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Norway breached domestic & international laws in taking children from Christian parents, say dozens of lawyers

Norway's act of separating the Bodnariu children from their Christian parents to prevent them from allegedly being "indoctrinated" has been called out by more than a hundred lawyers from the United States and abroad as well as members of the European Parliament as a serious transgression against humanitarian and moral laws in both international and domestic scopes.

(REUTERS/CHRISTIAN HARTMANN)Norway's Prime Minister Erna Solberg delivers a speech for the opening day of the World Climate Change Conference 2015 (COP21) at Le Bourget, near Paris, France, November 30, 2015.

"We find the facts of this international incident unacceptable not only on legal grounds but also on humanitarian and moral grounds. We view these transgressions as grievous breaches of domestic and international law... Therefore, it is important that Norway immediately release the children back to their biological parents," read a letter signed by more than 100 lawyers and parliamentarians and sent to Norwegian Prime Minister Erna Solberg.

The five children ranging from ages three months to nine years old were seized and separated from their parents, Marius and Ruth Bodnariu, on November 16 and 17 in 2015 by the Barnevernet or Norwegian Child Protective Services and placed in different foster homes away from their home, said Marius' brother, Daniel Bodnariu.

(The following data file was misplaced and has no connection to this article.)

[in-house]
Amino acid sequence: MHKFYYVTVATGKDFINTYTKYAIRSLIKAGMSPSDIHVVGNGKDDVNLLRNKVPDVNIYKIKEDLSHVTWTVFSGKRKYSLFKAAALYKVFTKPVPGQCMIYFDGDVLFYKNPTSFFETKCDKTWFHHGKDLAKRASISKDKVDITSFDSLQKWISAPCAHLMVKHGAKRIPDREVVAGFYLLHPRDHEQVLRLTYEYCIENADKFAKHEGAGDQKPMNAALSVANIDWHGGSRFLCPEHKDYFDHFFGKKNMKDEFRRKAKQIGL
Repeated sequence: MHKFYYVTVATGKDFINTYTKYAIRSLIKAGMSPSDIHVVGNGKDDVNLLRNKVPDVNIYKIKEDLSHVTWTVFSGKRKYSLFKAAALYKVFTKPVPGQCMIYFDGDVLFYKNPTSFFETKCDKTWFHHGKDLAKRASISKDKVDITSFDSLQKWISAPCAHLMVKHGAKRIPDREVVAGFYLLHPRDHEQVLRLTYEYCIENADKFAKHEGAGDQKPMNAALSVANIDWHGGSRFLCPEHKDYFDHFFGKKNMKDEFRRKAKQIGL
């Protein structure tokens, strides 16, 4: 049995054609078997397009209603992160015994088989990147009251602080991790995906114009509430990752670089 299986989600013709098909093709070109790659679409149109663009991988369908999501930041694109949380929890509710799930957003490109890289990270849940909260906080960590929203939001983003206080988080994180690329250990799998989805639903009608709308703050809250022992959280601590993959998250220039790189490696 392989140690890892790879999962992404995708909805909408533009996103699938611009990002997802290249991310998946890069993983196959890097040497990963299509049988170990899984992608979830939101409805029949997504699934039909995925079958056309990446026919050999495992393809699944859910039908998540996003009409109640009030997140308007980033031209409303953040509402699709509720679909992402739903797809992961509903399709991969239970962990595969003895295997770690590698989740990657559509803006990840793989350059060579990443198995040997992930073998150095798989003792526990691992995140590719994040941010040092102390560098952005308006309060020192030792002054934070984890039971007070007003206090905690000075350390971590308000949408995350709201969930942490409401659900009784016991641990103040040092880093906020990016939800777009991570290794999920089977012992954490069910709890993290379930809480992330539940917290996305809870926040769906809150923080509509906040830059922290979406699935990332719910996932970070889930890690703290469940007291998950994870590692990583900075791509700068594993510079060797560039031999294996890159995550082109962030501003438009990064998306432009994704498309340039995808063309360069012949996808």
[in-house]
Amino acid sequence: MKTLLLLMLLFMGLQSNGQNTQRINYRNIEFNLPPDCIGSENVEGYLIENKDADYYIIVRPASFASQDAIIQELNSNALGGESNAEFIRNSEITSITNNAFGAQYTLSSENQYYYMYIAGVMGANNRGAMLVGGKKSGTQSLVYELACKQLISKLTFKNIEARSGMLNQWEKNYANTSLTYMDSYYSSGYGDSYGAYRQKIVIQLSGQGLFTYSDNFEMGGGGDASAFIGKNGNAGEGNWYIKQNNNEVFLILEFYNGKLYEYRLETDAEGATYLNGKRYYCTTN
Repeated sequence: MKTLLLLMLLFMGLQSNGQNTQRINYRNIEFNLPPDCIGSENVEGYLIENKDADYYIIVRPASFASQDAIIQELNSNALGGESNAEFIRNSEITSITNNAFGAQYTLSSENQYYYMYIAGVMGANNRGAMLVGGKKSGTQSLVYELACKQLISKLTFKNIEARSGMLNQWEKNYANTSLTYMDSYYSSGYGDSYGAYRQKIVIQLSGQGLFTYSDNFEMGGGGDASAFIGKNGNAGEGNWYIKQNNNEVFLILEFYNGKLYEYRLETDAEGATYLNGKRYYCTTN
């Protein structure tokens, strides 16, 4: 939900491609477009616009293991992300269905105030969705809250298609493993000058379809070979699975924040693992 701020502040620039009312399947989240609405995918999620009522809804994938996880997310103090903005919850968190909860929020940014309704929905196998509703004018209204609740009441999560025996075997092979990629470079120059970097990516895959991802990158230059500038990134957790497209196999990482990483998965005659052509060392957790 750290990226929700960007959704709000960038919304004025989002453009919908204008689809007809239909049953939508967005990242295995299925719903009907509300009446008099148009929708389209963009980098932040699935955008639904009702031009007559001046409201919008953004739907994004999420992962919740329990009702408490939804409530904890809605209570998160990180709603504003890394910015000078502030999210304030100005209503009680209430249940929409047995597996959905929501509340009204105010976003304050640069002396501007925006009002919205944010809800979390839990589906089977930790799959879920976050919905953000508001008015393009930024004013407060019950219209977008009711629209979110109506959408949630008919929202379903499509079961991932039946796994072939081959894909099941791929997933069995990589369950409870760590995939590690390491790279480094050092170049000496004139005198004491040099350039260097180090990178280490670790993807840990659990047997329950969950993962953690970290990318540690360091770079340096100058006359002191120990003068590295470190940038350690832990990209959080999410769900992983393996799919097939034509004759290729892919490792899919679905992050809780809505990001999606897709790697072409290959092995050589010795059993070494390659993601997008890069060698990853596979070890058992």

The youngest child was already returned in early April. However, Barnevernet has already filed court documents to terminate the parents' rights for the remaining children after the couple's appeal was rejected on November 27.

"For two months Marius, an information technician, and Ruth, a pediatric nurse, were not permitted to have any contact with their children — including their youngest, Ezekiel, whom Ruth was still nursing when he was taken away," the nonprofit legal group Home School Legal Defense Association (HSLDA) reported.

The children were taken based on the daughter's school principal who worried that they were being raised by "radical" Christians who "sincerely held Christian beliefs."

HSLDA Director of Global Outreach Michael Donnelly expressed that those who knew Marius and Ruth see them as caring and responsible parents so there are no legitimate concerns about their parenting styles and that the Barnevernet's acts are ruthless.

Houston-based Peter Costea asserted that this action was motivated by the couple's religious faith and called the acts as nothing short of criminalizing Christianity.

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